Tuesday, July 28, 2009

A Sad Day

I learned that George Russell, composer and pianist, passed away last night at the age of 86. He created the Lydian Chromatic Concept of Tonal Organization, which influenced Miles Davis' and John Coltrane's use of modes, and the system has been called "the only original theory to come from jazz".

His string of mid-50s albums for Riverside highlighted his original compositional sense and his outstanding arrangements for small groups. The mid- 60s Live at Beethoven Hall albums for the German MPS label featured Don Cherry and are some of my absolute favorites to this day. His reworking of classics like Round Midnight demonstrate how the Lydian Concept changes a musician's approach to the relationship between scales and chords.

During the sixties he worked frequently in Europe, particularly Sweden, and his recordings feature some of the earliest work from future ECM mainstays Jan Garbarek, Terje Rypdal and Jon Christensen. He returned to the United States, taught at the New England Conservatory of Music, and released big band albums like The African Game on Blue Note. In the eighties he formed the Living Time Orchestra with a pool of international musicians. This chapter of his career is his least interesting, in my opinion, as the rock influences sound a little corny and overdone to these ears.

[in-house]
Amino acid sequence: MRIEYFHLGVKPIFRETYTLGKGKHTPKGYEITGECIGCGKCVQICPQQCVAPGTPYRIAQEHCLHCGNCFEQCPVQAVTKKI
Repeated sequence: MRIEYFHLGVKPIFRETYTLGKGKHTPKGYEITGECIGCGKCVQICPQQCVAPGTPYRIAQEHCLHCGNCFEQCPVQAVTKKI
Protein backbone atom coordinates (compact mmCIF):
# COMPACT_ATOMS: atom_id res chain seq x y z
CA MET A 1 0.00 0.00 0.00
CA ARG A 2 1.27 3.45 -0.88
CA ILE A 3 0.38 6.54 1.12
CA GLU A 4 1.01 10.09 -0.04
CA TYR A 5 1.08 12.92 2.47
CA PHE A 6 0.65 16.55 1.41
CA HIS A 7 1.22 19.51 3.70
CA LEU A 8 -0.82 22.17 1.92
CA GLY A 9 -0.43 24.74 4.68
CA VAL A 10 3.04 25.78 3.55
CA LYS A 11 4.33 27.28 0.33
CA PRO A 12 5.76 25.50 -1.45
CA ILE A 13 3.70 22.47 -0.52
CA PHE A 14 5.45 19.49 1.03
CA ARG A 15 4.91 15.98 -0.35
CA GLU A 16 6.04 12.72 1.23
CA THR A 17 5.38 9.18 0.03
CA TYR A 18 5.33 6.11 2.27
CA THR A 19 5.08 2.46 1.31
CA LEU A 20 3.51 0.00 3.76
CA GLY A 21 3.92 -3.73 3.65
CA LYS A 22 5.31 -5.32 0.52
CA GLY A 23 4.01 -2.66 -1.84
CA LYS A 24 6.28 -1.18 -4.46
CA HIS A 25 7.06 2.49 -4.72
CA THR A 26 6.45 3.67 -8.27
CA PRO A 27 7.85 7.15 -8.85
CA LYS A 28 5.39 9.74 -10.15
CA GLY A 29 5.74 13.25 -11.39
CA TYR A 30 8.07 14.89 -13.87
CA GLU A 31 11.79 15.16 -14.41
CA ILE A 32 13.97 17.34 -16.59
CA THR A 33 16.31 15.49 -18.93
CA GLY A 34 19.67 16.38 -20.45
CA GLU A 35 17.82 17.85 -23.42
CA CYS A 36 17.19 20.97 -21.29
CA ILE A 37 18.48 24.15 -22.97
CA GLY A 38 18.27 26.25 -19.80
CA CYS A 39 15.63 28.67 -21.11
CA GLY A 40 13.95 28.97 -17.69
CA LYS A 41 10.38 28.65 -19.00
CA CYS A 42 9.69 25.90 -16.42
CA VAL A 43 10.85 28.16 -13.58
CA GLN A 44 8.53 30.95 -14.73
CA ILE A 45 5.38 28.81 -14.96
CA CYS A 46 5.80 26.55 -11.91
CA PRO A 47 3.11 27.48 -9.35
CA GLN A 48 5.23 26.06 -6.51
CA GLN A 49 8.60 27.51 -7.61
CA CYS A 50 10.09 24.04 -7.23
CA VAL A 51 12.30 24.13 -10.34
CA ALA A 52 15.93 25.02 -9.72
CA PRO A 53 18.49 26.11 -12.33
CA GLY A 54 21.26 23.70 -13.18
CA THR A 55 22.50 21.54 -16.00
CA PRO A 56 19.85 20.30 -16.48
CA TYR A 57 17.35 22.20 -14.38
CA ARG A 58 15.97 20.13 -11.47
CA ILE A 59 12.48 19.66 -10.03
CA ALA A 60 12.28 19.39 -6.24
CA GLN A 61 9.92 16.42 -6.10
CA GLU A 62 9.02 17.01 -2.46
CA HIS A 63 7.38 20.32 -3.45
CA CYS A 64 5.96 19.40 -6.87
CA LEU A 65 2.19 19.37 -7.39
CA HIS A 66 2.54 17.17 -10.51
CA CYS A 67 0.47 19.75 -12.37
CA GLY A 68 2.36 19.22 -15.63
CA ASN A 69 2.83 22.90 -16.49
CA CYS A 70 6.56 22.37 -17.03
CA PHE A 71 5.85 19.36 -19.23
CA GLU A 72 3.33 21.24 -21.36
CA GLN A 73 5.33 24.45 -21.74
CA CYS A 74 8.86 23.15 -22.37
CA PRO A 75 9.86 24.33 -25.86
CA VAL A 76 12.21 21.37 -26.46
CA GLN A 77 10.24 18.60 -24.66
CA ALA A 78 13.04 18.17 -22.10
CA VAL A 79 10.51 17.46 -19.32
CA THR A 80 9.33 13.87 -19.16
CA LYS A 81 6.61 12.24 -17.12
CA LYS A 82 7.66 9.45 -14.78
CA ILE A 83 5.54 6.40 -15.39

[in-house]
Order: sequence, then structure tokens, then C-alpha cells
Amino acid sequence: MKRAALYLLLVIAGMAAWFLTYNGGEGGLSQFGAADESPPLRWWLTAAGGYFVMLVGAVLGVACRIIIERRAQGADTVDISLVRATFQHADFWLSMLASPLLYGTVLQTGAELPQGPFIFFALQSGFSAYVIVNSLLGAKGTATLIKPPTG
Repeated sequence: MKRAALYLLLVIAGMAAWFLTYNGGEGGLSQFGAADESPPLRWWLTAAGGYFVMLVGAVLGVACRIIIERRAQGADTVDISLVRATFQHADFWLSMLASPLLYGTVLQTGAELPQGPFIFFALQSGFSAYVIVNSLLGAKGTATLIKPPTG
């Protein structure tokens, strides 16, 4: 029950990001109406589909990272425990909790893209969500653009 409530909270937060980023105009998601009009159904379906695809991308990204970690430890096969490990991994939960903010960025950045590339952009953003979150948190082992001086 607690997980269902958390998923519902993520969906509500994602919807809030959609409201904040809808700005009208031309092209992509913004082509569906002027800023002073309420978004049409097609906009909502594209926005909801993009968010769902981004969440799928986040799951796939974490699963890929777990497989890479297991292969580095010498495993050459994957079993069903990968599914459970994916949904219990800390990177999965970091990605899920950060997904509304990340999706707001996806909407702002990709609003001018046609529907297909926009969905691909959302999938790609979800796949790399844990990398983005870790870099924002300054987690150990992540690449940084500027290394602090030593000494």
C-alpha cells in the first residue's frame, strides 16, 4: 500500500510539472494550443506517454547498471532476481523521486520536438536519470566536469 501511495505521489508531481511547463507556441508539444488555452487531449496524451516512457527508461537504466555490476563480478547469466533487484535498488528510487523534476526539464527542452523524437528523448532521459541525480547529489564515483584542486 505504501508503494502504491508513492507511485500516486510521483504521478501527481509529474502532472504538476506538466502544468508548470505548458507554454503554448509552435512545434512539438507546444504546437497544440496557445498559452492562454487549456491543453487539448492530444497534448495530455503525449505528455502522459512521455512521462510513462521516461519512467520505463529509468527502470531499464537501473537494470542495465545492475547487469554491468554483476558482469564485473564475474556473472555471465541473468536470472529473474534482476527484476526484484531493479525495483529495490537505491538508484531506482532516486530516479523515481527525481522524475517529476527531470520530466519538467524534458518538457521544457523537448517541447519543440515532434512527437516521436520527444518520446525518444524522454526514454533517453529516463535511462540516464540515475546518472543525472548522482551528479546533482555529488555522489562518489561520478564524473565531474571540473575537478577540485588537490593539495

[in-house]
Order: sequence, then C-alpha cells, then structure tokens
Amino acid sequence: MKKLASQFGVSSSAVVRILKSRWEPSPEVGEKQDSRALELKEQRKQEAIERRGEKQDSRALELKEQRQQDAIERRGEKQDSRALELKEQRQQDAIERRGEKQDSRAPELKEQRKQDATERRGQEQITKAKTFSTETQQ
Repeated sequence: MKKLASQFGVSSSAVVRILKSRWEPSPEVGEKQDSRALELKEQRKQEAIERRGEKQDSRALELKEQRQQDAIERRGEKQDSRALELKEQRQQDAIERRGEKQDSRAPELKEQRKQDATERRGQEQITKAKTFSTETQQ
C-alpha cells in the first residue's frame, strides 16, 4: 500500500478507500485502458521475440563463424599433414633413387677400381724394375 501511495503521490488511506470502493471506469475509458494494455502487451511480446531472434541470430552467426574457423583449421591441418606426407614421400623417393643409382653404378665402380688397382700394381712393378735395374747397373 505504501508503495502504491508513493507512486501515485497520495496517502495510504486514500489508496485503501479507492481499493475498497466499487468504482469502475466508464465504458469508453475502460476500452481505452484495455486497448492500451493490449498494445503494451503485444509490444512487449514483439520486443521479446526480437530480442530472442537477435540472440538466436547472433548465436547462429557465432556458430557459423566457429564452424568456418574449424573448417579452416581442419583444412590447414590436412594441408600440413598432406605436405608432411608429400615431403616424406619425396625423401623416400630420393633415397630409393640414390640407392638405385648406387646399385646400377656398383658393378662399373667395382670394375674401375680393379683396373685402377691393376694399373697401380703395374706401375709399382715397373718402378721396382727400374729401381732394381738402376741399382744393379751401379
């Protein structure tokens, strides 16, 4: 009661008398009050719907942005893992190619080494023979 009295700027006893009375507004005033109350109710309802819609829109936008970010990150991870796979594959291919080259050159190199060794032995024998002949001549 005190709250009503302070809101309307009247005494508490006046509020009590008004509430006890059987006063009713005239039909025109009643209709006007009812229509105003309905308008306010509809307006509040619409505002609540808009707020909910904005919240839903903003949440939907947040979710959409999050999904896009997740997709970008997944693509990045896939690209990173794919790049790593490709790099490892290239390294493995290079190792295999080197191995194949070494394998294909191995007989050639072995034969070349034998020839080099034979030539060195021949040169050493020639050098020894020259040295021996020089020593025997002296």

Nonetheless, George Russell was an relatively unsung giant in the jazz world, and I will be listening to his work for years to come.

1 comment:

  1. Congratulations for being among only few of the jazz-bloggers who mentioned George Russell's demise!